Oxford Council plans 100-day limit for motorists

Oxfordshire County Council will allow motorists to get special permits to drive only 100 days a year or fine them to “reduce the need for private vehicle travel”. I am proposing a plan.

A council plan for Oxfordshire in southeastern England calls for the city of Oxford to be divided into six districts from next August, with strict rules on how often motorists can drive and where they can go in the town centre. I hope

of The proposal was announced in August And the council just this month Completed public consultation.

Use traffic filters to stop unauthorized drivers from taking busy routes during peak hours.

The city council said it was designed to “reduce traffic throughout the city, make bus travel faster and more reliable, and make walking and biking safer and more attractive.”

Unauthorized private vehicles are not permitted.However All other vehicles including buses, coaches, taxis, vans, mopeds, bikes and HGVs Always allowed.

The scheme will be implemented using Automatic Number Plate Recognition (ANPR) cameras during business hours.

anti car approach

A spokesman for Oxfordshire County Council told the Epoch Times in an email that day passes are available to residents of Oxford and several areas just west of the city.

“This allows vehicle owners to pass all traffic filters for up to 100 days per year, which equates to an average of two days per week. Drivers of vehicles not using them will be charged a fine (currently £70),” he said.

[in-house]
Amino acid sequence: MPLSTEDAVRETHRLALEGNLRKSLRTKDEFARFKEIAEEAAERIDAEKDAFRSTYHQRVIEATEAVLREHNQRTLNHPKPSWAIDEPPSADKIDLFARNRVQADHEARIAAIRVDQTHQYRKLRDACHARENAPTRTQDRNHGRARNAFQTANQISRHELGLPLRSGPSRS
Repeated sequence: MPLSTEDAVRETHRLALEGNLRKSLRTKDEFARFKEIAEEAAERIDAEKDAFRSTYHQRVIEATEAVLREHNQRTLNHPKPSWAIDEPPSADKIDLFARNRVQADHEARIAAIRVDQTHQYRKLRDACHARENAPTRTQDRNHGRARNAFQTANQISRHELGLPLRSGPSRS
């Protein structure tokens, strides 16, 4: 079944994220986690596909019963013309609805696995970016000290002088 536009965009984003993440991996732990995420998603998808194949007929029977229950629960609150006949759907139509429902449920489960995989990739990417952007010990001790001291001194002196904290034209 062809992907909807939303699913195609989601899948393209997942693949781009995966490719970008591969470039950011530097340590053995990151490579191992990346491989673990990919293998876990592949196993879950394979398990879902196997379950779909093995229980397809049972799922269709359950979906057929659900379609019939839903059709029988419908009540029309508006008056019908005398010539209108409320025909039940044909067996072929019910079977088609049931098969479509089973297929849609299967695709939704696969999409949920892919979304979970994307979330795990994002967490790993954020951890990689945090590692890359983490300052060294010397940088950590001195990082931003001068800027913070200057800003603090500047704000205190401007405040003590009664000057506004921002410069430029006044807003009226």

The council said it would introduce them under an experimental traffic control order (ETRO) for a minimum of six months from summer 2023.

Roger Lawson, director of the Freedom for Drivers Foundation (FFDF), an advocacy group for automobiles, told The Epoch Times that “drivers will be very inconvenienced if we approve this change.”

“The latest proposal from the Oxford Council just illustrates their anti-automotive approach,” he said.

He said he believed the news was “an escalation in the past two decades” and that the council “clearly intends to pursue the plan regardless of public consultation”.

“Many councils have one or two who are anti-cars, avid cyclists, who are passionate about the environment for various reasons, but they want to ban all cars. he said.

of August, County Council Minister for Travel and Development Strategy, Labor and Cooperatives Duncan Enright said: Cycling and public transport are natural first choices. ”

“Currently, traffic jams are delaying bus services. Increased traffic is making cycling less attractive. People traveling by taxi get stuck in traffic, which is costly for both passengers and taxi companies. situation,” he added.

Owen Evans


Owen Evans is a UK-based journalist with a particular interest in civil liberties and free speech, covering stories from a wide variety of countries.